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Geochronology Advances in geochronological science
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https://doi.org/10.5194/gchron-2020-1
© Author(s) 2020. This work is distributed under
the Creative Commons Attribution 4.0 License.
https://doi.org/10.5194/gchron-2020-1
© Author(s) 2020. This work is distributed under
the Creative Commons Attribution 4.0 License.

Submitted as: research article 07 Feb 2020

Submitted as: research article | 07 Feb 2020

Review status
This preprint is currently under review for the journal GChron.

The Isotopx NGX and the ATONA Faraday Amplifiers

Stephen E. Cox1, Sidney R. Hemming1,2, and Damian Tootell3 Stephen E. Cox et al.
  • 1Lamont-Doherty Earth Observatory, the Earth Institute at Columbia University, 61 Route 9W, Palisades, NY 10964, USA
  • 2Department of Earth and Environmental Sciences, Columbia University, New York, NY 10027, USA
  • 3Isotopx, Ltd., Dalton House, Dalton Way, Middlewich CW10 0HU, UK

Abstract. We installed the new Isotopx ATONA Faraday cup detector amplifiers on an Isotopx NGX mass spectrometer at Lamont-Doherty Earth Observatory in early 2018. The ATONA is a capacitive transimpedance amplifier, which differs from the traditional resistive transimpedance amplifier used on most Faraday detectors for mass spectrometry. Instead of a high gain resistor, a capacitor is used to accumulate and measure charge. The advantages of this architecture are a very low noise floor, rapid response time, stable baselines, and very high dynamic range. We show baseline noise measurements and measurements of argon from air and cocktail gas standards to demonstrate the capabilities of these amplifiers. The ATONA exhibits a noise floor better than a traditional 1013 Ω amplifier in normal noble gas mass spectrometer usage, superior gain and baseline stability, and an unrivaled dynamic range that makes it practical to measure beams ranging in size from below 10−16 A to above 10−9 A using a single amplifier.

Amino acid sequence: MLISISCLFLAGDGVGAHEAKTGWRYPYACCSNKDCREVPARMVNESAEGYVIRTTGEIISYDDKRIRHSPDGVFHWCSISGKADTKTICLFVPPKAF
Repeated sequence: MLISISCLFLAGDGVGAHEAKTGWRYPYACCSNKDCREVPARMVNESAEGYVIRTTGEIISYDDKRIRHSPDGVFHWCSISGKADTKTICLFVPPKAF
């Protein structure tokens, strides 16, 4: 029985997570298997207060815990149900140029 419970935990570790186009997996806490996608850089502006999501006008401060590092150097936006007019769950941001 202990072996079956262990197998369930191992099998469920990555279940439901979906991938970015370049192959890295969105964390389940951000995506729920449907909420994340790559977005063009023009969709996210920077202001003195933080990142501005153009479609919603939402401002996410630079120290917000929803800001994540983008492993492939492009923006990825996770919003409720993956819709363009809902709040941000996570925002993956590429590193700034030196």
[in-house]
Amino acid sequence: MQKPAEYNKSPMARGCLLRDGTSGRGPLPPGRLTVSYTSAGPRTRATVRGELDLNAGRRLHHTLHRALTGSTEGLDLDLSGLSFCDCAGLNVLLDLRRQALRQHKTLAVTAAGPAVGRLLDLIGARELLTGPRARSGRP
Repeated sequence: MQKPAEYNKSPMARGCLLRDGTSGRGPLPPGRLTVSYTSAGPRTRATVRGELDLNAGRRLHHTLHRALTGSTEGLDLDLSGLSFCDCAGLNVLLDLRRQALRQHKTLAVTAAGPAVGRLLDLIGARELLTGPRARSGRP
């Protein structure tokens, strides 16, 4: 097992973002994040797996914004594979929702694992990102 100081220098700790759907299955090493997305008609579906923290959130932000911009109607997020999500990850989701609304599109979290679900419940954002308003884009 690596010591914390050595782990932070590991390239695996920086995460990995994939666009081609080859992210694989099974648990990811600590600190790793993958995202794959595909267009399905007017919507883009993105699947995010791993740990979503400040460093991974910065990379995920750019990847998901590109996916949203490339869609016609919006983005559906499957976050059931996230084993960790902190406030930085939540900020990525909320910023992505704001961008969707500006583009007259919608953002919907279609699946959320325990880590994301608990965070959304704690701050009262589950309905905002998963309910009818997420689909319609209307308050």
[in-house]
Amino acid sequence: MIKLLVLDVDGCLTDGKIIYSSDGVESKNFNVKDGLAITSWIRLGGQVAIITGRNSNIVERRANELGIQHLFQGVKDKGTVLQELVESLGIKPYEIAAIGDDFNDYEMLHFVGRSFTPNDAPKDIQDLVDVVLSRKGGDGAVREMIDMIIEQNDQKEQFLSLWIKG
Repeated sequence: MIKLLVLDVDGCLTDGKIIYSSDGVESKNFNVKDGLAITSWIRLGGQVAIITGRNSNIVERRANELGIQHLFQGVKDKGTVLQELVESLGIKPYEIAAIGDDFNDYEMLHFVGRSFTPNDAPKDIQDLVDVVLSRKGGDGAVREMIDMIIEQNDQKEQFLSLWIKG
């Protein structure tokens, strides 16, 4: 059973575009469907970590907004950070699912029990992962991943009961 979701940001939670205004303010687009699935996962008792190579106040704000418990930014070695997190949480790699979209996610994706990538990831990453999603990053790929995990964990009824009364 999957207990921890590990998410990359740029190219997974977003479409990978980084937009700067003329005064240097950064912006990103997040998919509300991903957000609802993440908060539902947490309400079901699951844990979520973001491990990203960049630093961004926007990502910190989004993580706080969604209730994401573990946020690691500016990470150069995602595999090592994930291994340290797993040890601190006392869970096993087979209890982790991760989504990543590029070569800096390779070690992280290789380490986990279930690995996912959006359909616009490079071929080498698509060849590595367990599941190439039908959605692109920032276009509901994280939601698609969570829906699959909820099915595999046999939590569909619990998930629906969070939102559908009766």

Stephen E. Cox et al.

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Stephen E. Cox et al.

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Latest update: 19 Feb 2020
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Short summary
We show results from a new type of ion detector technology for mass spectrometry that allows us to measure ion beams more precisely. This technology expands the range of ages we can measure using a single instrument, and makes it possible measure those ages – including all required corrections and adjustments – with more confidence. We show measurements of widely-used standard materials for Ar/Ar, including air and synthetic standard gas, to illustrate the capabilities of the new detectors.
We show results from a new type of ion detector technology for mass spectrometry that allows us...
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